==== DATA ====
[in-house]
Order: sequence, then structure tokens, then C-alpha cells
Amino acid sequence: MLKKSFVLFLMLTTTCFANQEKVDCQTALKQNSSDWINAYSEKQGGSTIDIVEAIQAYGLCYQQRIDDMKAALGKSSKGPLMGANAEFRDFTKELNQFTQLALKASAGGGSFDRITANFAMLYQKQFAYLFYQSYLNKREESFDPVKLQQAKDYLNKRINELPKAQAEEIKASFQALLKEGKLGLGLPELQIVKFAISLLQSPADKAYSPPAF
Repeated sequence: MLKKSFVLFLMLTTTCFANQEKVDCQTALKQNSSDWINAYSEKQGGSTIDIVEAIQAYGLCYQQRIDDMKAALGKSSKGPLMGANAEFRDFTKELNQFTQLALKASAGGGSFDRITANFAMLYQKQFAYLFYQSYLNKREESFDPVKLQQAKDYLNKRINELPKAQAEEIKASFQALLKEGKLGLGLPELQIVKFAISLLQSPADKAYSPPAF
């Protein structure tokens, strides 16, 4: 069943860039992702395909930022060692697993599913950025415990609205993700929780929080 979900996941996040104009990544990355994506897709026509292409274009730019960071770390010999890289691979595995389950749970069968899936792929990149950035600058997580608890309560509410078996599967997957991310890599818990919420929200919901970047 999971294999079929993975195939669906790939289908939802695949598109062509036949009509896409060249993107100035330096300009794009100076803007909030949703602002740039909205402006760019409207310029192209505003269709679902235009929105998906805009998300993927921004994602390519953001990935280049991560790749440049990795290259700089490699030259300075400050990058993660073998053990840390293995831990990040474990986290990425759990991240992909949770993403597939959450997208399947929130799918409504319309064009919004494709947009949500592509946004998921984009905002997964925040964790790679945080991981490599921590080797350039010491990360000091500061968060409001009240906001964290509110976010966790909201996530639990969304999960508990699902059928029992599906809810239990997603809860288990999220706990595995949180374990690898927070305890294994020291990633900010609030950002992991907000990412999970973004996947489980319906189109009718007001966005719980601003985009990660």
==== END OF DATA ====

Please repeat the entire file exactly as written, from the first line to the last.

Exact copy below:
[in-house]
Order: sequence, then structure tokens, then C-alpha cells
Amino acid sequence: MLKKSFVLFLMLTTTCFANQEKVDCQTALKQNSSDWINAYSEKQGGSTIDIVEAIQAYGLCYQQRIDDMKAALGKSSKGPLMGANAEFRDFTKELNQFTQLALKASAGGGSFDRITANFAMLYQKQFAYLFYQSYLNKREESFDPVKLQQAKDYLNKRINELPKAQAEEIKASFQALLKEGKLGLGLPELQIVKFAISLLQSPADKAYSPPAF
Repeated sequence: MLKKSFVLFLMLTTTCFANQEKVDCQTALKQNSSDWINAYSEKQGGSTIDIVEAIQAYGLCYQQRIDDMKAALGKSSKGPLMGANAEFRDFTKELNQFTQLALKASAGGGSFDRITANFAMLYQKQFAYLFYQSYLNKREESFDPVKLQQAKDYLNKRINELPKAQAEEIKASFQALLKEGKLGLGLPELQIVKFAISLLQSPADKAYSPPAF
């Protein structure tokens, strides 16, 4: 069943860039992702395909930022060692697993599913950025415990609205993700929780929080 979900996941996040104009990544990355994506897709026509292409274009730019960071770390010999890289691979595995389950749970069968899936792929990149950035600058997580608890309560509410078996599967997957991310890599818990919420929200919901970047 999971294999079929993975195939669906790939289908939802695949598109062509036949009509896409060249993107100035330096300009794009100076803007909030949703602002740039909205402006760019409207310029192209505003269709679902235009929105998906805009998300993927921004994602390519953001990935280049991560790749440049990795290259700089490699030259300075400050990058993660073998053990840390293995831990990040474990986290990425759990991240992909949770993403597939959450997208399947929130799918409504319309064009919004494709947009949500592509946004998921984009905002997964925040964790790679945080991981490599921590080797350039010491990360000091500061968060409001009240906001964290509110976010966790909201996530639990969304999960508990699902059928029992599906809810239990997603809860288990999220706990595995949180374990690898927070305890294994020291990633900010609030950002992991907000990412999970973004996947489980319906189109009718007001966005719980601003985009990660």